Adoptee Story: Fi

December 16, 2022

Adoptee Story:


A memoir ‘#1302’

Note; facts as I know them deduced from hospital and DOCS social worker reports.


Baby ‘Camilleri ‘ presented to Melbourne’s Royal Children’s Hospital. Admission report – ‘social problem’. ‘‘It’ has a bruised face; potential brain damage. Baby born at home with no medical assistance. Mother refuses hospitalization and says cannot care for child. Admit to Ward 8E for TLC.

I lived in Ward 8E for the next six weeks. Always referred to as ‘Baby Camilleri’. Described as a dainty baby, fair skin, grey eyes. Crying ..Always hungry ? Or just needing a cuddle from my lost mother? To this day I wonder and feel sad about that ‘dainty baby’ ; the many nurse faces that would feed me and hopefully be not too busy to cuddle, comfort me when I cried and cradle me to sleep.

This Adoptee Life - Adoptee Story - Fi

I became a ‘Ward of the State ‘ – Case #1302. I had a name ‘Colleen’. Perhaps just an obligatory requirement to place on a birth certificate? My health was still questionable considered ‘unsuitable’ for immediate adoption and was subsequently fostered. A beautiful family who I adore to this day. After 6 months in their care, sadly they said goodbye to me and I was adopted into a family that my foster mother later described to me as ‘cold’ and ‘didn’t gush’ over their potential child. A social worker wrote ‘they were disappointed I was ‘so old’ and not the newborn they had wished for’. They met me once, maybe twice? and convinced social authorities that with work commitments and travel distance involved ‘to get to know me’ was unattainable. They were granted early access to take me ‘home’. My adoptive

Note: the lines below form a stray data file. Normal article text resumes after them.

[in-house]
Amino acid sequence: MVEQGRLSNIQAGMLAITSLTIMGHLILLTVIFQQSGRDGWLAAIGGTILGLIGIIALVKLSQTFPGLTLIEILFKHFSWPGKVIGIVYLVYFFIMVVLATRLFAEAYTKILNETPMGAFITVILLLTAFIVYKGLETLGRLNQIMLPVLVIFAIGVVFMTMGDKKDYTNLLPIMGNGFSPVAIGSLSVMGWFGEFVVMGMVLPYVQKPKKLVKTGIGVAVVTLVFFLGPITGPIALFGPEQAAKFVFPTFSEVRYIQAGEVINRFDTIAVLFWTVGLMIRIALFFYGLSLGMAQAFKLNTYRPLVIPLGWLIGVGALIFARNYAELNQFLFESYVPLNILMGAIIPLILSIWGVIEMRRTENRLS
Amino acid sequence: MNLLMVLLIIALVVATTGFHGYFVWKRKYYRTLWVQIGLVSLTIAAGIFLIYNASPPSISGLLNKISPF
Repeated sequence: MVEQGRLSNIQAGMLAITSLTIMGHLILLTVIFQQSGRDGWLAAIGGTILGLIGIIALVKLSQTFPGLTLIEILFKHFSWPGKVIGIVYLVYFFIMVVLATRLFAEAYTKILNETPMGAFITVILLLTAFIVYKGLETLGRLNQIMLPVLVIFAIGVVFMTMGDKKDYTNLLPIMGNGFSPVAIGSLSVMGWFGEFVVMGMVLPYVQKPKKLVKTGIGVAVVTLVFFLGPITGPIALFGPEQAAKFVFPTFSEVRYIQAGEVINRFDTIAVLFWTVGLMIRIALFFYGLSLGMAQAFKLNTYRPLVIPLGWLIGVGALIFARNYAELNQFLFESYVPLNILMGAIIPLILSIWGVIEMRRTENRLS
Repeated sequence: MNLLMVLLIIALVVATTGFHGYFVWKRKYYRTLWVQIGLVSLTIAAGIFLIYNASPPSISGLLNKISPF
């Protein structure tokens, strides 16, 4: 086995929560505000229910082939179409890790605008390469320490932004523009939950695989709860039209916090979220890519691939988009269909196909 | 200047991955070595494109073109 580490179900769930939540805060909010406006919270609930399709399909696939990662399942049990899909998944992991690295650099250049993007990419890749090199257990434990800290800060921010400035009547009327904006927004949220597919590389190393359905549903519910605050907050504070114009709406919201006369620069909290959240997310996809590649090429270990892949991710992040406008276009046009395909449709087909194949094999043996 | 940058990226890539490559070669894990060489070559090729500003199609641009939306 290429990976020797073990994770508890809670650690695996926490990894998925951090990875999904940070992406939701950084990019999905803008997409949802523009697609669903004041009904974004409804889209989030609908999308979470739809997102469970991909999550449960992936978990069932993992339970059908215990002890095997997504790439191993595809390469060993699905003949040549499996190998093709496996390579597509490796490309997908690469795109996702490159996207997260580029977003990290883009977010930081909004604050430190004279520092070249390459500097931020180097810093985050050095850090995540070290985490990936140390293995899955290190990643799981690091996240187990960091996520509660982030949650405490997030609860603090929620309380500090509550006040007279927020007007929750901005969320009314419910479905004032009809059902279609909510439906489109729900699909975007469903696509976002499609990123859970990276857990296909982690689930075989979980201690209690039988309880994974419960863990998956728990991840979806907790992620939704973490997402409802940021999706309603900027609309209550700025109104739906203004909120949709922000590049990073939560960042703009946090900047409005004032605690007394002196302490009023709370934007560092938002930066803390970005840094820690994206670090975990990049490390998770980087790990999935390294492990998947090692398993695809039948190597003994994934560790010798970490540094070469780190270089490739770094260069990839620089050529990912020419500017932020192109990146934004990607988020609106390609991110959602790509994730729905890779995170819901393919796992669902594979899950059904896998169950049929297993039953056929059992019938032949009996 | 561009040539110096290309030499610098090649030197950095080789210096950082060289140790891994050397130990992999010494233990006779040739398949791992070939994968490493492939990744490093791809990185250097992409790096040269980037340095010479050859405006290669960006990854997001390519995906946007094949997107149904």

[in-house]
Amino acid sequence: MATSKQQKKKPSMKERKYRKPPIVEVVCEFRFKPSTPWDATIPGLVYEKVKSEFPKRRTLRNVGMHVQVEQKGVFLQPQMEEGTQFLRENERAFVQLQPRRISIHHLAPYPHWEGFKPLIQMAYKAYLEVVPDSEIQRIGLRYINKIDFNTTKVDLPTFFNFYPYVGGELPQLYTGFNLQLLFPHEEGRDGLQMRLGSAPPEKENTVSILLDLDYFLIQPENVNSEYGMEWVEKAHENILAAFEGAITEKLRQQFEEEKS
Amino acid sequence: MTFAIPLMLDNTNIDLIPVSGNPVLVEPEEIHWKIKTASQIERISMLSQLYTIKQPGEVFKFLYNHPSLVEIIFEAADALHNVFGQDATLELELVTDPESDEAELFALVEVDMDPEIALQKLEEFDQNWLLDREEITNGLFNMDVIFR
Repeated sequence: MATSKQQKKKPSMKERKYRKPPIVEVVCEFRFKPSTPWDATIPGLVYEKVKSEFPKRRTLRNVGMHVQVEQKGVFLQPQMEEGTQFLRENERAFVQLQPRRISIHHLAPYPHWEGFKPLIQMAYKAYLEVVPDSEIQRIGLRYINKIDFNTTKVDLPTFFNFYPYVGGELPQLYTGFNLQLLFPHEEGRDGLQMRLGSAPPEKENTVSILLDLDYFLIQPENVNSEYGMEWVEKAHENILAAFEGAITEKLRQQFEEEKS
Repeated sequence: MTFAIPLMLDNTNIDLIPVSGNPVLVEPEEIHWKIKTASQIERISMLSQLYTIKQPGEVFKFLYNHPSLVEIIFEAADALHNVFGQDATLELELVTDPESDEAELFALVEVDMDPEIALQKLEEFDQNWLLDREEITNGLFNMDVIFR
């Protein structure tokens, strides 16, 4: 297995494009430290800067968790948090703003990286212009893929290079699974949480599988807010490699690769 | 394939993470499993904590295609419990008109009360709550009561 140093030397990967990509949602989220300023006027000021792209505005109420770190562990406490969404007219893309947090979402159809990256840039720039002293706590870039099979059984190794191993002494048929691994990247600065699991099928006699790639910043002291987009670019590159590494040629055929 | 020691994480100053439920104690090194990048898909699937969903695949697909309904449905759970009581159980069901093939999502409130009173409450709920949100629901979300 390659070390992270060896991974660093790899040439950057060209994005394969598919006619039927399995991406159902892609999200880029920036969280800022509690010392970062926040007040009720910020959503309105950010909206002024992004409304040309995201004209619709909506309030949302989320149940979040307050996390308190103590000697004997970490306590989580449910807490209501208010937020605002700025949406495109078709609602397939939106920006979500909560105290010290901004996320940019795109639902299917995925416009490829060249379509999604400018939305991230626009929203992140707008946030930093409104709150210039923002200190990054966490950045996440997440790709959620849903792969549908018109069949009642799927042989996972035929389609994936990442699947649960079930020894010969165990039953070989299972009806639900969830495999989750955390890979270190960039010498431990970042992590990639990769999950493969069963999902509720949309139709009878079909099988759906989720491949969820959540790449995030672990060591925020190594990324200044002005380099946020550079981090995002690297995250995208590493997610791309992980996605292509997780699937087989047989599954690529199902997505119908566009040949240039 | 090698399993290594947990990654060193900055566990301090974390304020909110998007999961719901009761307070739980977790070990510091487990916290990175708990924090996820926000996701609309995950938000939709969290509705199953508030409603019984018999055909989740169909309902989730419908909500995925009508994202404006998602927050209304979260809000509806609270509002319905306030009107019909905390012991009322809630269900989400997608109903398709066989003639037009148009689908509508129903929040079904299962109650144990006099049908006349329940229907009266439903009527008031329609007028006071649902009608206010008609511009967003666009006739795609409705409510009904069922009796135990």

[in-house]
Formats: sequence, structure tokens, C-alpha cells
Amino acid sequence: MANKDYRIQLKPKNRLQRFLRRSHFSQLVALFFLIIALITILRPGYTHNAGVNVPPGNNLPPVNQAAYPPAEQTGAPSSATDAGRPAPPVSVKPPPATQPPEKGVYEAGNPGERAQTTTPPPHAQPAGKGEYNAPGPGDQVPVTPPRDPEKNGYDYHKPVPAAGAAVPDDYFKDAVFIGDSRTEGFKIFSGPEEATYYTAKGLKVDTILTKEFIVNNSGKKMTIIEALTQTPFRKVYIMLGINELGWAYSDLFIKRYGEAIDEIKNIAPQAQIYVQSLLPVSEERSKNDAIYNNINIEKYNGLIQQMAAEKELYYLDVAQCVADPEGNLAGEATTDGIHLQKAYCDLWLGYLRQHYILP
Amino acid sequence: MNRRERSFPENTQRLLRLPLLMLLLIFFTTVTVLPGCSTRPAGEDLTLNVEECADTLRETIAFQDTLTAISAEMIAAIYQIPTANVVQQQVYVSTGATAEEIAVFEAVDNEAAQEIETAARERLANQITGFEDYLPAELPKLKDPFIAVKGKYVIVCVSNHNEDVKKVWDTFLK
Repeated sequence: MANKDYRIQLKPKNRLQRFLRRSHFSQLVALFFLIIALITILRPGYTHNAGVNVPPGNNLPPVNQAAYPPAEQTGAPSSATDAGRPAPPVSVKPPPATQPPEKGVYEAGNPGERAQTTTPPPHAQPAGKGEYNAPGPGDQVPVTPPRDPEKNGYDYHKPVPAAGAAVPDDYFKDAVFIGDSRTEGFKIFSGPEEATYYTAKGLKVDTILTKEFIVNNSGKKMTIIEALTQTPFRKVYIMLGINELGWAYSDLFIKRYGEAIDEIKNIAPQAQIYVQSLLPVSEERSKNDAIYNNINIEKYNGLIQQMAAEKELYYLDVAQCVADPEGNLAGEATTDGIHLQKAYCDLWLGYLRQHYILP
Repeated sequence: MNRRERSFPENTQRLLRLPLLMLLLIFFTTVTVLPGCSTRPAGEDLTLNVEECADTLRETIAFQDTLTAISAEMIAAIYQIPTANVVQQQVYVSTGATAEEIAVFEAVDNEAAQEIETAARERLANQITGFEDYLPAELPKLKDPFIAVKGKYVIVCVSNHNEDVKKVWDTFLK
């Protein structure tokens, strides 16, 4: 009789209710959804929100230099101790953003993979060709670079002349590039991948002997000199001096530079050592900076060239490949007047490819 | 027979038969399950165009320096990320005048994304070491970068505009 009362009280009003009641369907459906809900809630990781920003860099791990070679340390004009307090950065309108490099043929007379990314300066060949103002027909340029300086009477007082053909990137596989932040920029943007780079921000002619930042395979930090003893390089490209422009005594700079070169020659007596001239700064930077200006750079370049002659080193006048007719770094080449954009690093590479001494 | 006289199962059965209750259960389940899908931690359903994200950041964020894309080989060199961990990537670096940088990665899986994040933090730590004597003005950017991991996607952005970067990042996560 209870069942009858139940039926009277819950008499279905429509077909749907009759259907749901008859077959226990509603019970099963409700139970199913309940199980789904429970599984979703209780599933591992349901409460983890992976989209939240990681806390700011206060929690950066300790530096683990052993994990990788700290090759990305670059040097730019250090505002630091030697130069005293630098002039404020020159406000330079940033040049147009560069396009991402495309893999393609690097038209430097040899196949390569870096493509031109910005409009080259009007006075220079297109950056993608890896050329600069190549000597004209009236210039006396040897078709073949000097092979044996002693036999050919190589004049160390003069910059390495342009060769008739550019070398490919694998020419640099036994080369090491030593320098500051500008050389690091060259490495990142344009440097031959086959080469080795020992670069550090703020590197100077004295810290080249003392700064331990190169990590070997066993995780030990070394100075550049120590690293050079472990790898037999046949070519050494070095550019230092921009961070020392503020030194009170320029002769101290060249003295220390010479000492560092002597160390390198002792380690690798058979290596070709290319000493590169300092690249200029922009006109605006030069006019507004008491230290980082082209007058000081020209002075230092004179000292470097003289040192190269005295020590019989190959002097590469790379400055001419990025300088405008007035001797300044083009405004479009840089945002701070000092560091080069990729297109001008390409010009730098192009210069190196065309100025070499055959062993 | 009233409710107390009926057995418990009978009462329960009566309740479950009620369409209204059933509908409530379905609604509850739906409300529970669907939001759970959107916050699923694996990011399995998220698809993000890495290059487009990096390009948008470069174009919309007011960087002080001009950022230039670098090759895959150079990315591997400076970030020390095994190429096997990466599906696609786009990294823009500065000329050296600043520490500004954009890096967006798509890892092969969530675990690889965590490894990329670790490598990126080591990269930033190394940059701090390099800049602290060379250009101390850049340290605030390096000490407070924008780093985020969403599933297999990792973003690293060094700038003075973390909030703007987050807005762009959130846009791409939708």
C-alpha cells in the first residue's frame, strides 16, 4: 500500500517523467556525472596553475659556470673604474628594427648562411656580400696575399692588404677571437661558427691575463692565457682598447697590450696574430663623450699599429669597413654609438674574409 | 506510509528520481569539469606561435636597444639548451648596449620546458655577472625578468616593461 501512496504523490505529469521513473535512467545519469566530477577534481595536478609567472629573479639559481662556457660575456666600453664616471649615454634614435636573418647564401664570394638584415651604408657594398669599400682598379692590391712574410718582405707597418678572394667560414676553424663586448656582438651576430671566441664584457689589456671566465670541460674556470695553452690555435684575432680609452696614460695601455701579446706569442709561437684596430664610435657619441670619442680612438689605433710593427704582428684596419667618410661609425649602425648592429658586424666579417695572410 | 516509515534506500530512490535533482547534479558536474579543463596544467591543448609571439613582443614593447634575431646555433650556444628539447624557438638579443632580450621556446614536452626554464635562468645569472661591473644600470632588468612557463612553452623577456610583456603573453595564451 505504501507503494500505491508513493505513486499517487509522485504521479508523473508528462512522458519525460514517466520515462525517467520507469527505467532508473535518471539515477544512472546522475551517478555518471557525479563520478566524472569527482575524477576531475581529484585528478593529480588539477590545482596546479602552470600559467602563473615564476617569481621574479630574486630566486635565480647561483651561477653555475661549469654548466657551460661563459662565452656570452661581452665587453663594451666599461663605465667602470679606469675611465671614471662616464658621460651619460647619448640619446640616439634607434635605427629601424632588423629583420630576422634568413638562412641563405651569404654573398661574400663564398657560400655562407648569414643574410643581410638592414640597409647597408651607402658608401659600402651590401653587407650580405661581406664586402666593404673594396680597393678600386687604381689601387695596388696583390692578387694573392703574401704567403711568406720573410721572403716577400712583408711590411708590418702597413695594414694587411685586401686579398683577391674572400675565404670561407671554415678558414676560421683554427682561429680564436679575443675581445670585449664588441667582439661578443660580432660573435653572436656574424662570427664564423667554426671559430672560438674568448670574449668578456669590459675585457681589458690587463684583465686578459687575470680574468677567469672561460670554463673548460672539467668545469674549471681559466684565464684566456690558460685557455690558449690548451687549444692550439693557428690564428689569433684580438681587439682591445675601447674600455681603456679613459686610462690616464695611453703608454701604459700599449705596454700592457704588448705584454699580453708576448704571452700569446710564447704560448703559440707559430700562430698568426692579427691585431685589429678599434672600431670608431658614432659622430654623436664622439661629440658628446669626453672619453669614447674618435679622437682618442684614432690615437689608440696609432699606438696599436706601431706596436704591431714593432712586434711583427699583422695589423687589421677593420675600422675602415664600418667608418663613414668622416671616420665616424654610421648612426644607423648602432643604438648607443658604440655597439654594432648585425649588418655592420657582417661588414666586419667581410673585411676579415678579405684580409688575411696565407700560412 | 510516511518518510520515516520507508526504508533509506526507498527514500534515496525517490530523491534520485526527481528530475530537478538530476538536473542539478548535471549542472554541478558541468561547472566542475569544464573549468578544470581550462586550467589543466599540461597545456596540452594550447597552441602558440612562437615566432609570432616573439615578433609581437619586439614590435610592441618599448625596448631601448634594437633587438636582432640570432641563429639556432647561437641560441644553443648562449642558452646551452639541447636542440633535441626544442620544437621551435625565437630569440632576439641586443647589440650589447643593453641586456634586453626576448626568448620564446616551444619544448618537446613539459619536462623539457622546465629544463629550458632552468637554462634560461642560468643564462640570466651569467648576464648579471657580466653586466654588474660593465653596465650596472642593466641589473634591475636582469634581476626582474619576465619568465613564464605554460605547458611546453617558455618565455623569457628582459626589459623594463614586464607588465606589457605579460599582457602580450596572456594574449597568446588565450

parents paid $10 in court fees for them to ‘legally own me’. Hospital/Foster/Adoption records were sealed ‘never to be opened’, a new birth certificate was issued with my new name ‘Fiona Louise’. I was to never know my origins.
(Thankfully closed adoption rules were amended in 1984 and adoptees were granted access to their records) . At age 21 I finally knew my truths and did not hesitate to find my family. Very quickly I found my birth mother, dejectedly, the
possibility of a reunion wasn’t well received. Sadly my birth father was not listed on my original birth certificate. I had some sketchy non-identifying descriptions of him which I realized later were fabricated lies from my birth mother. I was to never know who my birth father was; he was to never know I existed.

My childhood birthdays were never to be celebrated ; in fact I was punished for being a ‘bastard child’ ‘illegitimate’ , ‘no one wanted you and you should be grateful we saved you’. I was to grow up hating my birthday. I never publicly told anyone when my birthday was . My today family knew and try hard every year to celebrate it. Deep down, what is meant to be a happy day, I was always incredibly heartbroken and triggered painful memories.

Today, another birthday . 54 years . This year it will be different; a happy day to celebrate me! It will be far from ordinary. Life changing in fact.

A lifetime of wondering who you were , where you come from and what you’re about, today is the day I’m very much looking forward to finding out and meeting and hugging you for the first time. See you in Paris….David Wright …my father

Short bio about the author:

I’m 54 years old and I live in Noosa, Australia. I’ve been happily married for 28 years and have two awesome daughters, age 23 and 26. I’d have to say this year (2022) has been an amazing one , being reunited with my bio father and as a photographer I’ve travelled to many interesting places including India and Nepal.”


Find an connect with Fi on social media :



If you are an adoptee and would like to share your story. just like Fi and others have done here on This Adoptee Life, I would be honored to help you do that. There’s power in your story, and there are people who need to need to hear it. Please, reach out to me, and let’s connect to get your story out there.

End of Article
Amanda Medina

Amanda Medina

I was adopted from Medellin, Colombia to Sweden in 1985. I was about a year and a half when I started my life as an adoptee, and it would take 32 years until I was ready to face what that means, what that has always meant, and what that will always mean.

1 thought on “Adoptee Story: Fi”

  1. Thank you for sharing your story. On many levels I can relate to it, as I’m sure a lot of us can. I’m not there yet with my birthday, but a very happy birthday to you. What a special gift you got this year ❤️

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